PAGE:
The complex was discovered just outside the small town of St Georgen an der Gusen, near Linz. Its exact location was determined using intelligence reports and radiation tests, which revealed higher than normal levels of radioactivity.
Andreas Sulzer, the filmmaker who is leading the exploration, discovered a critical 1944 report by the forerunner to the CIA, from an American spy who noted the existence of a secret weapons programme in the area.
The facility was built using slave labour from a nearby concentration camp, Mauthausen-Gusen.
Covering up to 75 acres, the vast site was believed to be connected to the underground Bergkristall factory, where the Messerschmitt Me 262, the first jet-powered fighter plane, was built.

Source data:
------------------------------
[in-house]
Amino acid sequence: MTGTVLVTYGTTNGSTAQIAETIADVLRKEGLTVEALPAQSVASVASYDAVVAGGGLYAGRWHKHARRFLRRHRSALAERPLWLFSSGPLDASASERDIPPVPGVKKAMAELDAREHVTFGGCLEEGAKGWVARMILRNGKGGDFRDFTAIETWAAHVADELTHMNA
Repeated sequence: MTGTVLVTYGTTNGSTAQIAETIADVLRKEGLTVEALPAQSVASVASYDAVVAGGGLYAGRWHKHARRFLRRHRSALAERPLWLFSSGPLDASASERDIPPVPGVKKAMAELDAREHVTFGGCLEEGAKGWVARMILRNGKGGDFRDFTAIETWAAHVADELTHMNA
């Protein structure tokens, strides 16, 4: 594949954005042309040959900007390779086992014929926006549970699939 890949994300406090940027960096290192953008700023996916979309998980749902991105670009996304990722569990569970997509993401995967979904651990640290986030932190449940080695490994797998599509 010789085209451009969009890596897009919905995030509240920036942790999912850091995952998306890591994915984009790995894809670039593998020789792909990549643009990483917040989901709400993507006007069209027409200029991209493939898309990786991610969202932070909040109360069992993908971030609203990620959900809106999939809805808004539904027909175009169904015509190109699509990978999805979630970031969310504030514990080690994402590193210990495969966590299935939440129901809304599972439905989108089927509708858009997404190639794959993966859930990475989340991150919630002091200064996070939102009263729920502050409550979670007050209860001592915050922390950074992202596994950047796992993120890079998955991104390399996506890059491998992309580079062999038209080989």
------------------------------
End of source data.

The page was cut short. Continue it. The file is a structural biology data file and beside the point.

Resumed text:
Following the war, the factory was inspected by the Allies, but they never uncovered the well-hidden, secret complex.
Heavy earth moving equipment was required to break through the soil, concrete and granite blocks to unearth the entrance to the bunker.
Mr Sulzer told the Sunday Times: “Prisoners from concentration camps across Europe were handpicked for their special skills – physicists, chemists or other experts – to work on this monstrous project and we owe it to the victims to finally open the site and reveal the truth.”
He also said that the site is likely to have been the largest weapons facility in the Third Reich. The site and concentration camp were considered so important to the Nazis that the leader of the SS, Heinrich Himmler, visited in 1941.
Up to 320,000 slave labourers toiled and died working on the site from the Mauthausen-Gusen concentration camp in horrific underground conditions.
Police stopped excavations last week as the team did not have a permit to work on historical sites, but Mr Sulzer is confident that the dig can be restarted soon.
A number of historical artefacts, including SS helmets and Nazi relics, have already been recovered from the complex.